Known, admired and much loved on Twitter by the #BCSM (Breast Cancer Social Media) community, Susan, aka @WhyMommy, was an extraordinary "ordinary" woman we recently lost to Metastatic Breast Cancer. The example she set is a source of inspiration and courage when my doubts about being "out" as a breast cancer survivor threaten to consume me, and I wish I had gotten the chance to get to know her better. 

The beauty of the internet is that her legacy remains, and I now have some additional pieces to add to the picture: her interview on the Pinterest blog, their tribute to her, and last but not least, her boards.

Monday, March 26, 2012

Saturday, March 24, 2012

In The Middle Of The Night

“Everyone, at some point in their lives, wakes up in the middle of the night with the feeling that they are all alone in the world, and that nobody loves them now and that nobody will ever love them, and that they will never have a decent night’s sleep again and will spend their lives wandering blearily around a loveless landscape, hoping desperately that their circumstances will improve, but suspecting, in their heart of hearts, that they will remain unloved forever.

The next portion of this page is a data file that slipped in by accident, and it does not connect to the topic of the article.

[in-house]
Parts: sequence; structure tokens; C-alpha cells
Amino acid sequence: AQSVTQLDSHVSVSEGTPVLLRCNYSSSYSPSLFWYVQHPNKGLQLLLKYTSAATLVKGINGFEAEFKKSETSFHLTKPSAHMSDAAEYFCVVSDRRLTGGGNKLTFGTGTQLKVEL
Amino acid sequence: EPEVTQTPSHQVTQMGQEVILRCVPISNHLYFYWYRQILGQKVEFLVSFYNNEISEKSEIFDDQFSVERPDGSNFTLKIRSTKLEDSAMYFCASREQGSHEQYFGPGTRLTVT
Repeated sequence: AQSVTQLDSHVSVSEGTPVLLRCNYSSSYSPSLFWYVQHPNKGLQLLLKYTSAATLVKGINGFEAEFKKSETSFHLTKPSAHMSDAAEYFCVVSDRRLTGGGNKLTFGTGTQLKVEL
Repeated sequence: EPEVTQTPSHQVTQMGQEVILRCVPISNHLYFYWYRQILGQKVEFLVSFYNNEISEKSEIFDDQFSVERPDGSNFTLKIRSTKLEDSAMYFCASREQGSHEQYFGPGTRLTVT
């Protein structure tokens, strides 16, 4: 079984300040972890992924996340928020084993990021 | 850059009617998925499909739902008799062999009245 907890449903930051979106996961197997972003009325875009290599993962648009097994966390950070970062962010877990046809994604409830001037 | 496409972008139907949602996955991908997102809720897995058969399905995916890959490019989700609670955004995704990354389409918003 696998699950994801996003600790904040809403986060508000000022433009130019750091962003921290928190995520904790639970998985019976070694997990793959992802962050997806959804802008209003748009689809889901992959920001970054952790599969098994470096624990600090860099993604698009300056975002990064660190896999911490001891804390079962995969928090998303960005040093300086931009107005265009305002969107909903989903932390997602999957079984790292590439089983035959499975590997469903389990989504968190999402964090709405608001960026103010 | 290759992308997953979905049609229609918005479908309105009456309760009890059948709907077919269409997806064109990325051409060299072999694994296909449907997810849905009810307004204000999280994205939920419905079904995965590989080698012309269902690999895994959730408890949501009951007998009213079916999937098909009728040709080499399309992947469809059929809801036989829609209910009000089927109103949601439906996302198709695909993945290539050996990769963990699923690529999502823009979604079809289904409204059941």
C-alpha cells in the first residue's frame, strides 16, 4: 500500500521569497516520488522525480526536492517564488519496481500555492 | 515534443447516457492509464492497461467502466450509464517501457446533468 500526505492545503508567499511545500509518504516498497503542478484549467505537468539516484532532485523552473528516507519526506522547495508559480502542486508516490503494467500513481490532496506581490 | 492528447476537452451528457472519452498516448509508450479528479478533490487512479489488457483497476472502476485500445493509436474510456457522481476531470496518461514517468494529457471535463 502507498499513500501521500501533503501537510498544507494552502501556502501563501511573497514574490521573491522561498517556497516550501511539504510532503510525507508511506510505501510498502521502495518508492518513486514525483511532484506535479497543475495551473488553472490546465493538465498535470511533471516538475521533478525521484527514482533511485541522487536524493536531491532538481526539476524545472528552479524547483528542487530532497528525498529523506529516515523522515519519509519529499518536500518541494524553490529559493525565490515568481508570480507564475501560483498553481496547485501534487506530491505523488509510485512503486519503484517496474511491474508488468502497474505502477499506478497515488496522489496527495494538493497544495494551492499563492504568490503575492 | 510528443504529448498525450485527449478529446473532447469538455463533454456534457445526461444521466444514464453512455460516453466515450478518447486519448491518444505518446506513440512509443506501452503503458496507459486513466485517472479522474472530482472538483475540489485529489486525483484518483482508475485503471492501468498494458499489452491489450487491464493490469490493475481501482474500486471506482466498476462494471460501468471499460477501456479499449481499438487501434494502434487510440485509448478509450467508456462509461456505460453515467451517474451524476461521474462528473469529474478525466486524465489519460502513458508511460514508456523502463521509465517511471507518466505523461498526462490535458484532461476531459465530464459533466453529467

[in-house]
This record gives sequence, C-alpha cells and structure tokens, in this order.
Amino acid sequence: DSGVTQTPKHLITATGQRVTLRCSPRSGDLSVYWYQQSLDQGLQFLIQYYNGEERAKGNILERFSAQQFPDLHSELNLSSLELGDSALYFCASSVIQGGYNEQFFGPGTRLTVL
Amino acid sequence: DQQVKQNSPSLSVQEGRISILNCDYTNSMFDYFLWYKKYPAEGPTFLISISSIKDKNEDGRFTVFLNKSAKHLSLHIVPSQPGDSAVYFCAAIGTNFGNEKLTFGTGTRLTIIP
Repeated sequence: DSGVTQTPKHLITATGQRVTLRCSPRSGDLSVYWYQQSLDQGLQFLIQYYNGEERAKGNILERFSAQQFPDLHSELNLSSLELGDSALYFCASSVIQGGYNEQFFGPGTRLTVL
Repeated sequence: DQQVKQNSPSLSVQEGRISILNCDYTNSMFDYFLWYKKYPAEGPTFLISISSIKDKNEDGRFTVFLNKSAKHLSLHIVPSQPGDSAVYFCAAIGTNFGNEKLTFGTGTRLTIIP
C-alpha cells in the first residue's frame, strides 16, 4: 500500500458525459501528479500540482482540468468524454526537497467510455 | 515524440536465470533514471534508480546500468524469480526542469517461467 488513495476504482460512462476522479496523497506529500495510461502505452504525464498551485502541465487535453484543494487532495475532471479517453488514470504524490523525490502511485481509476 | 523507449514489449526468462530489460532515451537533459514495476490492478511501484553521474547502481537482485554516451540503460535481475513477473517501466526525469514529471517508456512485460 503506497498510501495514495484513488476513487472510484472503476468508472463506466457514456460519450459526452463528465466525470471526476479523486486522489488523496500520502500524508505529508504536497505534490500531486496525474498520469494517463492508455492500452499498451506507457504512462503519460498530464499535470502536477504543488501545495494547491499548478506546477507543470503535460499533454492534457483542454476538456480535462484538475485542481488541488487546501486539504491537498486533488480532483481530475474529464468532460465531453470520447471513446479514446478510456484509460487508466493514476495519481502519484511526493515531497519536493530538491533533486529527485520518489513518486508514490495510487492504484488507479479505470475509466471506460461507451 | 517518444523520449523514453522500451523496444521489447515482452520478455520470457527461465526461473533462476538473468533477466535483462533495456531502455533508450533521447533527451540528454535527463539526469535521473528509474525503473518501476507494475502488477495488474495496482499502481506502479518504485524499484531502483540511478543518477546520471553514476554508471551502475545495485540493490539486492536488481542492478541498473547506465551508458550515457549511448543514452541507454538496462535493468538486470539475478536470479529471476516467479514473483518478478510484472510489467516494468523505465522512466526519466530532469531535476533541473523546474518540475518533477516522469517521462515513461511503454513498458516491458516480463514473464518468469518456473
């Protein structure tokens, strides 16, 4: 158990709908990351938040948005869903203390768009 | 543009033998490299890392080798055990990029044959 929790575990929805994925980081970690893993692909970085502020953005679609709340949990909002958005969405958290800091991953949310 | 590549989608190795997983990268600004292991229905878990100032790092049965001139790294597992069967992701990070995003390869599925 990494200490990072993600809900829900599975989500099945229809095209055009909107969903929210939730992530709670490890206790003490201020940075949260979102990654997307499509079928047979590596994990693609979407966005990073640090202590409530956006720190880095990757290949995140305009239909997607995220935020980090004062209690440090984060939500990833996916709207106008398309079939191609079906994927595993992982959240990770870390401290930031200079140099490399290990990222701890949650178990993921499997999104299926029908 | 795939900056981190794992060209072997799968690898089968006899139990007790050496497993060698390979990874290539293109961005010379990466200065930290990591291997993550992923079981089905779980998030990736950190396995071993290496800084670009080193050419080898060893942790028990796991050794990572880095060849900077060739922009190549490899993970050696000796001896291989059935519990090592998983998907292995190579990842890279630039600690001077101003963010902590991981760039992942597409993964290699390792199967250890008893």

The best thing to do in these circumstances is to wake somebody else up, so that they can feel this way, too.”

― Lemony Snicket, Horseradish: Bitter Truths You Can’t Avoid (via kerryquotesquotes)

Monday, March 5, 2012

Artists & Studios

I grew up tagging along with my mother as she interviewed artists all over the world and have always felt at home in an art studio. 

I work wherever I can, from my kitchen table to the couch to collective spaces (ceramics).... 

One of my greatest dreams will have come true when I have my own space in which to make wonderful things from scratch.